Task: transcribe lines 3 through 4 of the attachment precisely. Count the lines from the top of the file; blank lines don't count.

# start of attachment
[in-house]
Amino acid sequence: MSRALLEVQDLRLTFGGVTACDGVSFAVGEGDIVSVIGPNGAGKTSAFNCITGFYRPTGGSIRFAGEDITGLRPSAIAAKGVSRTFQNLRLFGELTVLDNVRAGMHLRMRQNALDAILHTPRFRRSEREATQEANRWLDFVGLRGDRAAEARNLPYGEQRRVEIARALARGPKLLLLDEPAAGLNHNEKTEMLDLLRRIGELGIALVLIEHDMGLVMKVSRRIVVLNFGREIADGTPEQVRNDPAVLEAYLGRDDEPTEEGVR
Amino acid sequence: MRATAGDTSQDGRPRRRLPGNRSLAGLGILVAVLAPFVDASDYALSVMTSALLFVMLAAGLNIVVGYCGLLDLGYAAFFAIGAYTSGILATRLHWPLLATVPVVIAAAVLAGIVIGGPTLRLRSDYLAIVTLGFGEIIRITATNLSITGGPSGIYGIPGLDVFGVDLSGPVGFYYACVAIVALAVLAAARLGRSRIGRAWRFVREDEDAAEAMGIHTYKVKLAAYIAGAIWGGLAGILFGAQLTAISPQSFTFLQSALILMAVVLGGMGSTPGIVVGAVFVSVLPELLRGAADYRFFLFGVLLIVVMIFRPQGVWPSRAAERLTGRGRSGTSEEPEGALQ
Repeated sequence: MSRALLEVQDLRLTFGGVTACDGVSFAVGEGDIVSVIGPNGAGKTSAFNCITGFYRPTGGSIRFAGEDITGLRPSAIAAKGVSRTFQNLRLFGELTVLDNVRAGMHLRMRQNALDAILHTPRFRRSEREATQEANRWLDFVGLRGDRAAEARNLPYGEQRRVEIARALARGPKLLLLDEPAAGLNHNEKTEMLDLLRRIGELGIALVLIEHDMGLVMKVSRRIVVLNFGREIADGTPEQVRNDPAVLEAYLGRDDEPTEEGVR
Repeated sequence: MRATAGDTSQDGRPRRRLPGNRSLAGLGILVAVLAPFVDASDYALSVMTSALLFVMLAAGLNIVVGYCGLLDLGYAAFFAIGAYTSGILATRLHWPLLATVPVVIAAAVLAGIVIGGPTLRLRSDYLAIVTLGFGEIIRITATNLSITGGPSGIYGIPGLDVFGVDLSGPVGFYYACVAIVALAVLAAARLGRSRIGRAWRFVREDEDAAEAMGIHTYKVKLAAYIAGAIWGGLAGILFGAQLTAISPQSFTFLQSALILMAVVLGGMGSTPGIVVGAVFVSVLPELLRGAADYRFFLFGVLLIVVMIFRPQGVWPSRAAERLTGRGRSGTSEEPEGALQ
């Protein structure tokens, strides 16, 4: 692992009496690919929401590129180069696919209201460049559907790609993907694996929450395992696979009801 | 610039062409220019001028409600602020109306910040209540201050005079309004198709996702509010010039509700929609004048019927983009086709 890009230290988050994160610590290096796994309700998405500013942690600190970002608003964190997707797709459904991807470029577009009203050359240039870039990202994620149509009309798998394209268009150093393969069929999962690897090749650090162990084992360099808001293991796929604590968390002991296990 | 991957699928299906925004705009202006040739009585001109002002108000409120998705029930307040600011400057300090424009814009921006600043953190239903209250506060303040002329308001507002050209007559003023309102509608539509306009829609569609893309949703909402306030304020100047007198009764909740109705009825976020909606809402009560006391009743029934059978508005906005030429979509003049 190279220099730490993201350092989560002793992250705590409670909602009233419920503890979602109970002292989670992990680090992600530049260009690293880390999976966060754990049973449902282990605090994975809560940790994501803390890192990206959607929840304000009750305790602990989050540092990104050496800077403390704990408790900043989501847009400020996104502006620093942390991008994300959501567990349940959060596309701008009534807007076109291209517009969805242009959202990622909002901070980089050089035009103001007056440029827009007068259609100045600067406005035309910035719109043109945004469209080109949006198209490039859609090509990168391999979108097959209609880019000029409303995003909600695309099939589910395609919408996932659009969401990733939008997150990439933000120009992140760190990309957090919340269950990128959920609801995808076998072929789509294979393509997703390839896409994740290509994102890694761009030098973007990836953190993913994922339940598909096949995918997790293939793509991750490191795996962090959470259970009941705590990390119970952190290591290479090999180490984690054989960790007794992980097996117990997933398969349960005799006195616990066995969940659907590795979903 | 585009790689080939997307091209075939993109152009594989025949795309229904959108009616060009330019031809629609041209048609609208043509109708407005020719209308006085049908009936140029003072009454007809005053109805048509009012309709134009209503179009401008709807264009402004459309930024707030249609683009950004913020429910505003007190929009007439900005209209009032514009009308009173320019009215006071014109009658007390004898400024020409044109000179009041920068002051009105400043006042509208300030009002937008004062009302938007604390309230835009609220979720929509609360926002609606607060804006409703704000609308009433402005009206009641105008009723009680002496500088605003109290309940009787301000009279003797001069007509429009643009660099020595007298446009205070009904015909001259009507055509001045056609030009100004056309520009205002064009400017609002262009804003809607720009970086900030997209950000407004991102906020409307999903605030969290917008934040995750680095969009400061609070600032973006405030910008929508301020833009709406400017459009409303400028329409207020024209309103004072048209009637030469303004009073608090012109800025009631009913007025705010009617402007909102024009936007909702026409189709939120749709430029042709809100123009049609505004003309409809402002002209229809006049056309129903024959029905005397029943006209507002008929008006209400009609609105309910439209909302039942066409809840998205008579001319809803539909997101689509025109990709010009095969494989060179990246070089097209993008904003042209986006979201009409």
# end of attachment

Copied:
Amino acid sequence: MRATAGDTSQDGRPRRRLPGNRSLAGLGILVAVLAPFVDASDYALSVMTSALLFVMLAAGLNIVVGYCGLLDLGYAAFFAIGAYTSGILATRLHWPLLATVPVVIAAAVLAGIVIGGPTLRLRSDYLAIVTLGFGEIIRITATNLSITGGPSGIYGIPGLDVFGVDLSGPVGFYYACVAIVALAVLAAARLGRSRIGRAWRFVREDEDAAEAMGIHTYKVKLAAYIAGAIWGGLAGILFGAQLTAISPQSFTFLQSALILMAVVLGGMGSTPGIVVGAVFVSVLPELLRGAADYRFFLFGVLLIVVMIFRPQGVWPSRAAERLTGRGRSGTSEEPEGALQ
Repeated sequence: MSRALLEVQDLRLTFGGVTACDGVSFAVGEGDIVSVIGPNGAGKTSAFNCITGFYRPTGGSIRFAGEDITGLRPSAIAAKGVSRTFQNLRLFGELTVLDNVRAGMHLRMRQNALDAILHTPRFRRSEREATQEANRWLDFVGLRGDRAAEARNLPYGEQRRVEIARALARGPKLLLLDEPAAGLNHNEKTEMLDLLRRIGELGIALVLIEHDMGLVMKVSRRIVVLNFGREIADGTPEQVRNDPAVLEAYLGRDDEPTEEGVR